Kṣāntirṣi, Kshanti-rishi: 1 definition

Introduction

Introduction:

Kṣāntirṣi means something in Buddhism, Pali. If you want to know the exact meaning, history, etymology or English translation of this term then check out the descriptions on this page. Add your comment or reference to a book if you want to contribute to this summary article.

The Sanskrit terms Kṣāntirṣi and Kṣāntirṣi can be transliterated into English as Ksantirsi or Kshantirshi, using the IAST transliteration scheme (?).

In Buddhism

Mahayana (major branch of Buddhism)

[«previous next»] — Kṣāntirṣi in Mahayana glossary
Source: Wisdom Library: Maha Prajnaparamita Sastra

Kṣāntirṣi (क्षान्तिर्षि) is the name of a Ṛṣi mentioned in the 2nd century Mahāprajñāpāramitāśāstra (chapter XXIV).—Accordingly, “The Ṛṣi Tch’an t’i (Kṣāntirṣi) was practicing patience (kṣānti) and loving-kindness (maitrī) in a great forest. One day, king Kia ki (Kali) with his courtesans (gaṇikā) went into the forest to walk about and amuse themselves. His meal being finished, the king stopped to sleep. The courtesans, who were wandering in the flowering forest, noticed the ṛṣi and went to pay their respects (vandana) to him. Then the ṛṣi praised loving-kindness and patience to them; his words were so fine that the women could not get enough of them and stayed with him for a long time”.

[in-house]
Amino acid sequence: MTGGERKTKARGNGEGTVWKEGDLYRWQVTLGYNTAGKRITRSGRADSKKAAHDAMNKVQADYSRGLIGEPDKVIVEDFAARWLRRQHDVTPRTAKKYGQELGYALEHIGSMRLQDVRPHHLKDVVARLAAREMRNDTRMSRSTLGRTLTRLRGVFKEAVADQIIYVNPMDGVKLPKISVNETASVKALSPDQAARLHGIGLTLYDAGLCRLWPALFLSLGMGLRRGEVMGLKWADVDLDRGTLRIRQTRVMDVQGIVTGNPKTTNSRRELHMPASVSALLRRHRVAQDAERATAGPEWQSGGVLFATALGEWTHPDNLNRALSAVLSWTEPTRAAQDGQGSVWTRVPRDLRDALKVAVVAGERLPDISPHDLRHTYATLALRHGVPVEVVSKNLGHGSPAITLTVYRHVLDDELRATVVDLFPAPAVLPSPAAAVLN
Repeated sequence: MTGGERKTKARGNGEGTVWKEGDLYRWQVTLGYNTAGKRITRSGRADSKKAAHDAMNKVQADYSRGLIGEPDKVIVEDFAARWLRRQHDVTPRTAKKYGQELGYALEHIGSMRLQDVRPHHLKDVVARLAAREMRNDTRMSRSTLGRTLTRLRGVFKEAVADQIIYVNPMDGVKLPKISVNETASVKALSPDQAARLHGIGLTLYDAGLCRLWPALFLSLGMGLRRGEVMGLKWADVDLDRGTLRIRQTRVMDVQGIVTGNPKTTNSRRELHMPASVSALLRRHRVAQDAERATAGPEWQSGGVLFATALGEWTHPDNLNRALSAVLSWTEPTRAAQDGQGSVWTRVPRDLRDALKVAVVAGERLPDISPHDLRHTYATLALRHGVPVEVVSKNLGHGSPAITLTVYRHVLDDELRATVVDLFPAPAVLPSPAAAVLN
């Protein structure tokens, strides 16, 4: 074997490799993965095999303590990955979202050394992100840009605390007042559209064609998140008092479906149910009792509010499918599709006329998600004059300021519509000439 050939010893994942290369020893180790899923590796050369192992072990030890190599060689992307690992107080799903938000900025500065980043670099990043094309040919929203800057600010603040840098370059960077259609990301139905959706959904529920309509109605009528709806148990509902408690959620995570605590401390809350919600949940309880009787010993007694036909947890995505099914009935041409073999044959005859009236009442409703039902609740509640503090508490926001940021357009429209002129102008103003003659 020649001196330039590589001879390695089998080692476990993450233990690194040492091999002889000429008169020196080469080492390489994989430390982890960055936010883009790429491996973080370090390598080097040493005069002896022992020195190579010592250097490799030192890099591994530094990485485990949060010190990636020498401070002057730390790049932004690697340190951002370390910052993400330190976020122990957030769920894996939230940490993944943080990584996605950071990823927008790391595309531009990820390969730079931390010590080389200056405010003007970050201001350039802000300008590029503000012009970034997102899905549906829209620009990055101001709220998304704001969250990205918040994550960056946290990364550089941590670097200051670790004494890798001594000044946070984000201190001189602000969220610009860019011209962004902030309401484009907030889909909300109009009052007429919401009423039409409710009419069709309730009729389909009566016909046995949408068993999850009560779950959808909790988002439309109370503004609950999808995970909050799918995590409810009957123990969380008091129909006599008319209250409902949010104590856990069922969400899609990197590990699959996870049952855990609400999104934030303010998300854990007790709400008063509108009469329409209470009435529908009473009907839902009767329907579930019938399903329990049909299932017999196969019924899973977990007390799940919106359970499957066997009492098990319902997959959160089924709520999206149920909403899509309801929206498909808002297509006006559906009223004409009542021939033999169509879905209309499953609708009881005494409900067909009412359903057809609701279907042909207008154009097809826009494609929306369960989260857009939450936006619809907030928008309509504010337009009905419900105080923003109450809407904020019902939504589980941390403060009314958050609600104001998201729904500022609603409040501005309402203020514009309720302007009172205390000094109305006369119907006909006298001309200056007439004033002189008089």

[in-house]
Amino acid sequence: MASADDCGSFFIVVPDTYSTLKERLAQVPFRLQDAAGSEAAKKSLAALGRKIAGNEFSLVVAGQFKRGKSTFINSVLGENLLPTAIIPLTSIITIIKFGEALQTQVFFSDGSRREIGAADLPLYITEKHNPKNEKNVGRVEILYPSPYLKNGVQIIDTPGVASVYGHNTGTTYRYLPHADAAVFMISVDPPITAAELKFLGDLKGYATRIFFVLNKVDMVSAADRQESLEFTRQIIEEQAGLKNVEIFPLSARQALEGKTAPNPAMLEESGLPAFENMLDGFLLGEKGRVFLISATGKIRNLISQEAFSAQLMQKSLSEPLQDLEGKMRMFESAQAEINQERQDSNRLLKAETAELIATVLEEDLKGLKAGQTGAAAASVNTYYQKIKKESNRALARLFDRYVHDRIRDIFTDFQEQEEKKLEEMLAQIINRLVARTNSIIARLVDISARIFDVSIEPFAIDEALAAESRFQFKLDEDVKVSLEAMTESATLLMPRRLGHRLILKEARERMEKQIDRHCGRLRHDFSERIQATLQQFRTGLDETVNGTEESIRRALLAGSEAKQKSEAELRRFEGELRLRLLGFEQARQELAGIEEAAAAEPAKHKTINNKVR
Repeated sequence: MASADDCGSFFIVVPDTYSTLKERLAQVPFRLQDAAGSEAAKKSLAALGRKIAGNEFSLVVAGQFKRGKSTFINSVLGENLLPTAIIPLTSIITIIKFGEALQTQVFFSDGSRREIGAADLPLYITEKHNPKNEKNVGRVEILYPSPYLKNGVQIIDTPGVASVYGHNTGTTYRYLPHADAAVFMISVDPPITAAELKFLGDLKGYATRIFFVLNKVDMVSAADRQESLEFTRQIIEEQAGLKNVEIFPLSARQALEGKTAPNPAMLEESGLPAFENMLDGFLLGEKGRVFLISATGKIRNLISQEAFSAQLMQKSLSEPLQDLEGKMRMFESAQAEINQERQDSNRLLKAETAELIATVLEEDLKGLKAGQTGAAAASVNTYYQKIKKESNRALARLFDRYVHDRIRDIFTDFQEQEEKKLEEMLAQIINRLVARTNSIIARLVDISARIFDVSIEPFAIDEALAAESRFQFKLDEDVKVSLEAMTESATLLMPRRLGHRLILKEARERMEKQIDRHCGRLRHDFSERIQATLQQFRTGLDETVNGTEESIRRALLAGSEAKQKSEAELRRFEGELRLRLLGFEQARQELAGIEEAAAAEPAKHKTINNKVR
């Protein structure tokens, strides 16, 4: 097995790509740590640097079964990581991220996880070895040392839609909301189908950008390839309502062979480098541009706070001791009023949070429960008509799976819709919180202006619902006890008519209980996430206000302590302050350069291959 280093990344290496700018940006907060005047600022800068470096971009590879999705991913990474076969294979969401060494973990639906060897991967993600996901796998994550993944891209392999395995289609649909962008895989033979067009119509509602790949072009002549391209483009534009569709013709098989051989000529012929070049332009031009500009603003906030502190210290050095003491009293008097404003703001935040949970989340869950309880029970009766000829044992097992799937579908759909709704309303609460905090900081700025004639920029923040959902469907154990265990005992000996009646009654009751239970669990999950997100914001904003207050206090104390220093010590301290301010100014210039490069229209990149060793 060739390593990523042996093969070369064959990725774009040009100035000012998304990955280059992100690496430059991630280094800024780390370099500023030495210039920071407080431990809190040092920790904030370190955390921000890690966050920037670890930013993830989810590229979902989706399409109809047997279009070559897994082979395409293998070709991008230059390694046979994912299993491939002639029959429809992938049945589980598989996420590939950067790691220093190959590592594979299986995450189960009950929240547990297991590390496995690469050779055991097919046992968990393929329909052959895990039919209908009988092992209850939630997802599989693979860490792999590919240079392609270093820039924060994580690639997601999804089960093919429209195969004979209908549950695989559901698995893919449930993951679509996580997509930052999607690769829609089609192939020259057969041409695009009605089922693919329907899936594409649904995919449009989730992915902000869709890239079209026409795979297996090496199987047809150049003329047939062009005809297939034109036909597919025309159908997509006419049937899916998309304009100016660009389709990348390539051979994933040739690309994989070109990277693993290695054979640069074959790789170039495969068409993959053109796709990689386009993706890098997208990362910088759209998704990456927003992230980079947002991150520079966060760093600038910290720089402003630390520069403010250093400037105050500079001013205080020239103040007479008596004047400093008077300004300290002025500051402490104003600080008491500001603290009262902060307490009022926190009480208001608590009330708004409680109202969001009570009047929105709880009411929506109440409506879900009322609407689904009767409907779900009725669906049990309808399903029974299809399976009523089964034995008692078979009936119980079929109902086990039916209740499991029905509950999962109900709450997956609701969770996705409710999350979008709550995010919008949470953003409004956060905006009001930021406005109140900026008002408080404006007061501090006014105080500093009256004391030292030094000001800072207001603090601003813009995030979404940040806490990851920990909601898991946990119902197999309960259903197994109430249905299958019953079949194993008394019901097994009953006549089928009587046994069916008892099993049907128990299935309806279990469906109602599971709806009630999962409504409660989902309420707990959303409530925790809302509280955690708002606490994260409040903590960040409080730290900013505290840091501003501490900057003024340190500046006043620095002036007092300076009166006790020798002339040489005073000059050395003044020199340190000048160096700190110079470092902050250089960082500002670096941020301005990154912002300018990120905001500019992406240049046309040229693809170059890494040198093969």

Mahayana book cover
context information

Mahayana (महायान, mahāyāna) is a major branch of Buddhism focusing on the path of a Bodhisattva (spiritual aspirants/ enlightened beings). Extant literature is vast and primarely composed in the Sanskrit language. There are many sūtras of which some of the earliest are the various Prajñāpāramitā sūtras.

Discover the meaning of kṣāntirṣi or ksantirsi in the context of Mahayana from relevant books on Exotic India

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